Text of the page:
Why Eating Bean Sprouts Can Be So Risky

A powerhouse in flavor and nutrition, beans sprouts are small little vegetables that garner big amounts of love. In fact, during 2020 lockdowns, many people started growing sprouts at home once store shelves went bare (via Eater). And what's not to love? Raw bean sprouts add a crunchy burst of freshness that bode well tossed raw into salads, tucked into sandwiches, or lightly cooked in pad thai. The germinated seeds can stem from not just beans, but a number of legumes, grains, and other veggies; and all varietals are loaded with helpful nutrients. As registered dietitian Mira Ilic explained to the Cleveland Clinic, sprouts are a great source of vitamins, fiber, minerals, and antioxidants.

While the wondrous benefits of sprouts grow in ample amounts, their consumption does come with a few unfortunate caveats having to do with food safety. Turns out, munching on fully raw sprouts has its risks. 

The effects of contaminated sprouts

Recent research has shown that eating sprouts can potentially cause food poisoning when they're consumed raw or even lightly cooked. The CDC has even gone as far as listing bean sprouts on a roster of top foods associated with triggering food poisoning. "The warm, humid conditions needed to grow sprouts are ideal for germs to grow ... and may lead to food poisoning from Salmonella, E. coli, or Listeria," the organization explains. 

Along with the humid temperatures come the contaminants that live inside the seeds of the actual sprouts themselves. Travers Anderson, R&D Group Manager of Clorox, explains that these seeds are typically "brought in from the fields," and in the event they arrive pre-contaminated, the trickle-down effect goes straight towards the bean sprouts (via Real Simple). What's worse is the physical toll eating contaminated raw bean sprouts might have on us humans. Diarrhea, fever, and severe abdominal cramps are common symptoms that can occur between 12 to 72 hours upon infection (per The Academy of Nutrition and Dietetics).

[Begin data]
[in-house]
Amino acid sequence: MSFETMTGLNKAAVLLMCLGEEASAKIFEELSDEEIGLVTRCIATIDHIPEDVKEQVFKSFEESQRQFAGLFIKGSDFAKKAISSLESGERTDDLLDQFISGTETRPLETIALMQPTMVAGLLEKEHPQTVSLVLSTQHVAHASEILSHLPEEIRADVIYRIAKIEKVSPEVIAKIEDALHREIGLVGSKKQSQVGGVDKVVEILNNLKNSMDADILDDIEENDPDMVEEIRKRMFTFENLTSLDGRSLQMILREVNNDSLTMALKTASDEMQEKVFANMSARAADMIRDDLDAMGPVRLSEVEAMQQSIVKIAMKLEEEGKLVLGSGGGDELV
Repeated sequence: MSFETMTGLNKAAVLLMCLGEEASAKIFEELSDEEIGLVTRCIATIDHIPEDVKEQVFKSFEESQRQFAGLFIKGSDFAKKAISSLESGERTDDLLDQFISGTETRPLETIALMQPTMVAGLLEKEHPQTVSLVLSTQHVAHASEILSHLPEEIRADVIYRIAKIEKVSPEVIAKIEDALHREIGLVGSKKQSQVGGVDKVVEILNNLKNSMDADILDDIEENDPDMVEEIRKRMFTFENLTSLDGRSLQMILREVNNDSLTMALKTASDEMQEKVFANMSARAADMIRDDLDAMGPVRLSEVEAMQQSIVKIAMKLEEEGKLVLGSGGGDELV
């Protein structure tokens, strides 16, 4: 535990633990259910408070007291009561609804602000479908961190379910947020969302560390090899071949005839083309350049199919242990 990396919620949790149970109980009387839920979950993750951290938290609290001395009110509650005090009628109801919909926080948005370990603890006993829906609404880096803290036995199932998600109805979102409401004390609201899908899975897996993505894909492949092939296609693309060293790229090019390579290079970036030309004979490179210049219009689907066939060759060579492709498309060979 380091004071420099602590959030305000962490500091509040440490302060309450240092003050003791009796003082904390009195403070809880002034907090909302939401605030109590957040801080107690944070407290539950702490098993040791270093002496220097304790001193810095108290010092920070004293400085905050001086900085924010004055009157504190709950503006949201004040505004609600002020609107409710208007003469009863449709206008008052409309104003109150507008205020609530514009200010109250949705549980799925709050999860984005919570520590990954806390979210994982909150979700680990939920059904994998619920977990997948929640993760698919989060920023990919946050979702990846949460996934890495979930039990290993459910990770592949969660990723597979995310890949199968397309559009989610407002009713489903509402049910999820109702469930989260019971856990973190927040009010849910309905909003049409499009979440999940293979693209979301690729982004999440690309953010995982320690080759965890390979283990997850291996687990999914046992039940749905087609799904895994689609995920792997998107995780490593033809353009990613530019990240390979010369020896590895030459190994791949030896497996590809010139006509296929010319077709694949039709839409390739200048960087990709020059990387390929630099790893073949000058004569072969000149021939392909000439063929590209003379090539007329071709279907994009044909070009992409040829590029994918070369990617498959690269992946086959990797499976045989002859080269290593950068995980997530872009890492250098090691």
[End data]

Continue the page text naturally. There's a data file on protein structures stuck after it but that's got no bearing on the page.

How to safely eat bean sprouts

This all sounds scary and downright confusing, but before you turn a blind eye to that pack of raw sprouts in the produce section, just know that there are easy ways to enjoy eating them without getting violently ill. The first rule is buying only the freshest sprouts. The Academy of Nutrition and Dietetics suggests avoiding sprouts that have "a musty smell or slimy appearance." Once you bring your sprouts home, make sure to give them a thorough cleaning under running water before you use them. But if that doesn't feel like enough protection, you can go one step further and rinse your sprouts and other produce with a DIY diluted bleach solution, according to Real Simple. You should also always store your raw bean sprouts in a clean, properly-chilled refrigerator. 

And the final safeguard for assuring the sprouts are risk-free is to cook them! This will combat contaminants and yield some crunchy (fully-cooked) sprouts that taste phenomenal in a bowl of bibimbap. That's a pretty nice tradeoff!